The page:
I think our struggles shape our characters; it is during the hardest times of our lives that we learn who we really are. We take what comfort we can, in whatever form it is offered. It is essential, however, that we are able to take care of ourselves. And I think that by being able to take care of ourselves, we are able to teach others how to care for us. This knowledge—of caring, of nurturing, of loving—is the stuff of which wisdom is made.
I like to think of myself as routine-oriented rather than routine-driven. I like routine—to a certain extent. Being the circadian biologist that I am, I like a good solid sleep-wake cycle and a predictable eating schedule. But I also like to stay up late sometimes, or eat a big brunch in lieu of breakfast and lunch. I like vacation days when I only eat two meals because I’m just not interested in eating three whole meals. I like the routine of a caffeinated beverage in the morning—something warm, maybe a little sweet, soothing and yet eye-opening at the same time. I love a good cup of coffee or tea. But most of all, I love my chai latte.
Now, I understand that there are people out there who actually don’t like chai, the spicy tea of Indian origin. These people puzzle me; what I really want to ask them is, “But have you tasted my chai latte? Because my chai latte is the stuff of which dreams are made: a richly flavorful tea blend with a shot of spiciness, a swirl of orange, a touch of sweetness, all balanced and blended together with a generous pour of milk. It’s heavenly.” Like a wish granted by a genie from the magic lamp, I perfected my chai latte formula over years of playing with chai, green tea, milk, and sugar. The recipe below is my favorite, and it’s good enough to comfort me most mornings.
Rose-Anne’s Perfect Chai Latte
Normally I roll my eyes at any recipe that calls itself “perfect.” How ridiculous! When it comes to cooking, there’s no such thing as universal perfection because every person’s tastebuds differ. This recipe is my perfect chai latte, the one that I like best. Feel free to play with it and make it into the chai latte that suits you best.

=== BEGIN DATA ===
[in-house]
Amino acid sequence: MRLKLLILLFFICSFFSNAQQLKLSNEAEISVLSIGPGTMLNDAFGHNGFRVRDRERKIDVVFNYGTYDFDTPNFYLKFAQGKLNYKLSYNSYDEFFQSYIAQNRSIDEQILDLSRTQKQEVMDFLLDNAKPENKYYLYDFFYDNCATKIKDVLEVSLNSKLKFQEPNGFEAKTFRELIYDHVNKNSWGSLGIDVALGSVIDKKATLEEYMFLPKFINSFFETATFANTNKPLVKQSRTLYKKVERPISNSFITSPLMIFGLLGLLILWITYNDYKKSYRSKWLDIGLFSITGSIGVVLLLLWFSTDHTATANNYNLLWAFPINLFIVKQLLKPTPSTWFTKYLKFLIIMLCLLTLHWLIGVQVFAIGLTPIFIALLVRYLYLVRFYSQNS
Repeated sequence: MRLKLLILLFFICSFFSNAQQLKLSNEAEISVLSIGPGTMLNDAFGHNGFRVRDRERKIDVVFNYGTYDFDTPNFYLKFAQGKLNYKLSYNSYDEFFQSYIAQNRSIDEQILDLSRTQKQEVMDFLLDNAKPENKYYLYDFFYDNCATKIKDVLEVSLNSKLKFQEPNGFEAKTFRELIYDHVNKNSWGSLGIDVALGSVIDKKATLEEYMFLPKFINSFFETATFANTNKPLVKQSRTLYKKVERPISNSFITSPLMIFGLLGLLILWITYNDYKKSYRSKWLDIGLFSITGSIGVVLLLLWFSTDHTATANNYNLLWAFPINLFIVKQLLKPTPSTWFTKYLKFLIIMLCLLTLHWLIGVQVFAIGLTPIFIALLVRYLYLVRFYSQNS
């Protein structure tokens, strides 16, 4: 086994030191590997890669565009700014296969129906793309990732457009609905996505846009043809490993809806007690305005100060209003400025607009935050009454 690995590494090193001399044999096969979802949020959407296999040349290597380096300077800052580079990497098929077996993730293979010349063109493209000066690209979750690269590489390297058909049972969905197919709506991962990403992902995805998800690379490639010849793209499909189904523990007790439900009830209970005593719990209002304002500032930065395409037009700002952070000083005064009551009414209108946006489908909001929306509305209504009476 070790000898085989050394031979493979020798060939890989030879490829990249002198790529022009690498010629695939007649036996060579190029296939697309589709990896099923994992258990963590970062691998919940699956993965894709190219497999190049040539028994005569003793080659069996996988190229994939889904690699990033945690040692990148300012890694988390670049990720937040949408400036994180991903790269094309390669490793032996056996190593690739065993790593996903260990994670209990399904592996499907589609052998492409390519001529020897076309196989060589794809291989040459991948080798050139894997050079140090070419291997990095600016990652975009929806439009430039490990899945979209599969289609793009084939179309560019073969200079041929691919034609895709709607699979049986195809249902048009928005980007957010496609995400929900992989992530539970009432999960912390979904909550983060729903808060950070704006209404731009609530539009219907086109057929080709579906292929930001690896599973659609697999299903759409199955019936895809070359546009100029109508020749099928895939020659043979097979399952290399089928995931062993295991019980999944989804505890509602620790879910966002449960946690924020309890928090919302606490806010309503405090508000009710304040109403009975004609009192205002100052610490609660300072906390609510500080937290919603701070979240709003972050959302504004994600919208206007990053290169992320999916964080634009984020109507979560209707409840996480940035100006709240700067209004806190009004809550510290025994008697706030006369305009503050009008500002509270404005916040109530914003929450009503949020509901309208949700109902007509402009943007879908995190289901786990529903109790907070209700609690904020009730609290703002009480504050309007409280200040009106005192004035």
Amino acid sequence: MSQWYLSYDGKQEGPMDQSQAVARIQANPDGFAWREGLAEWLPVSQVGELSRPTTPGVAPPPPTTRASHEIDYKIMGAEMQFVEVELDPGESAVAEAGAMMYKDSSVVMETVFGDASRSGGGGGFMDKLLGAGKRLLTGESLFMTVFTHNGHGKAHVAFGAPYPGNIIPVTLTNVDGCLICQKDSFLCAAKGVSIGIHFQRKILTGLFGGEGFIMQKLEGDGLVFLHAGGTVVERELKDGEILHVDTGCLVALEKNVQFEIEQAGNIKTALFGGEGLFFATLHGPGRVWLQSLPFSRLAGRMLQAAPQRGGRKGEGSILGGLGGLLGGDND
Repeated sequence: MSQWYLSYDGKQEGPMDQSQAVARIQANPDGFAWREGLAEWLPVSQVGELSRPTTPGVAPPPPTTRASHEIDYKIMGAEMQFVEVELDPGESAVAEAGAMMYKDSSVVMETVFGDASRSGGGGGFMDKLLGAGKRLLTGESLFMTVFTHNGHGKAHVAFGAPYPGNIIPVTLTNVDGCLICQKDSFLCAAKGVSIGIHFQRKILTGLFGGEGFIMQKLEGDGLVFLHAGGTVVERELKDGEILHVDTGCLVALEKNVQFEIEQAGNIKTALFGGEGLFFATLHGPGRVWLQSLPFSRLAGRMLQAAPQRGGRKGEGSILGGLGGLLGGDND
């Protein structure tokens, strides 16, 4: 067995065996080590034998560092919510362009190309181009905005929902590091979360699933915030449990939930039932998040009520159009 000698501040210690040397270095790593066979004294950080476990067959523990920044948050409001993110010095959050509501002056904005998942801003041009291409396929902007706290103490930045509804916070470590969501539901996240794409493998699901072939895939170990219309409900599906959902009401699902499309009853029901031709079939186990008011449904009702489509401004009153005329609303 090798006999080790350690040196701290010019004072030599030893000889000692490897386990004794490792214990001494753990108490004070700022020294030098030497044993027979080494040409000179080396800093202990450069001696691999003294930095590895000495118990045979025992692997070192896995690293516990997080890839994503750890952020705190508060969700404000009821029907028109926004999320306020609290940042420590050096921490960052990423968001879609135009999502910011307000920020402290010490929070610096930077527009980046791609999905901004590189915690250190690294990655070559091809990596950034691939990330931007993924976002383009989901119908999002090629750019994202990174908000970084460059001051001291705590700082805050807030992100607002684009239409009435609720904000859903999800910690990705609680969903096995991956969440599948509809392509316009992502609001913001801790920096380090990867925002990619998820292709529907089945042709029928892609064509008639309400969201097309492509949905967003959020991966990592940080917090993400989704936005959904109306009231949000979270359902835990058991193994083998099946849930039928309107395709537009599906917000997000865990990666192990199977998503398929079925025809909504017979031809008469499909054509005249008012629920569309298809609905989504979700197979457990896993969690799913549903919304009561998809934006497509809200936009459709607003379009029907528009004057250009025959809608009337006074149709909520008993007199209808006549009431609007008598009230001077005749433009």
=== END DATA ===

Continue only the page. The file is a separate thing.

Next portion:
1 cup of fresh cold water
1 tea bag of Celestial Seasonings India Spice Chai (this chai is available in regular and decaf formulas; I always buy regular because I like the caffeine)
1 tea bag of Lipton Orange, Passionfruit, and Jasmine Green Tea
1/3 cup milk
1 rounded tsp. sugar (I like “hippie sugar,” large crystals of unrefined cane sugar)
1) Place the cup of cold water in a small pot or a teapot. Bring it just to a boil. While the water is heating, place the tea bags in a large mug with a spoon in it.
2) Pour the hot water into the prepped mug. Swirl the tea bags around and let them steep for ~5 minutes. I always plan to steep for 5 minutes, but while I’m puttering around and getting my cereal ready, 5 minutes often turns into 7 or 8. It always tastes fine to me.
3) When the tea is done steeping, lift the bags out of the water, use the spoon to press any liquid out of them, and discard the bags. Add the milk and sugar to the chai. Drink. (Of course, at this point, you can add more milk or sugar if you like. Sometimes I even add a tiny splash of heavy cream! So good.)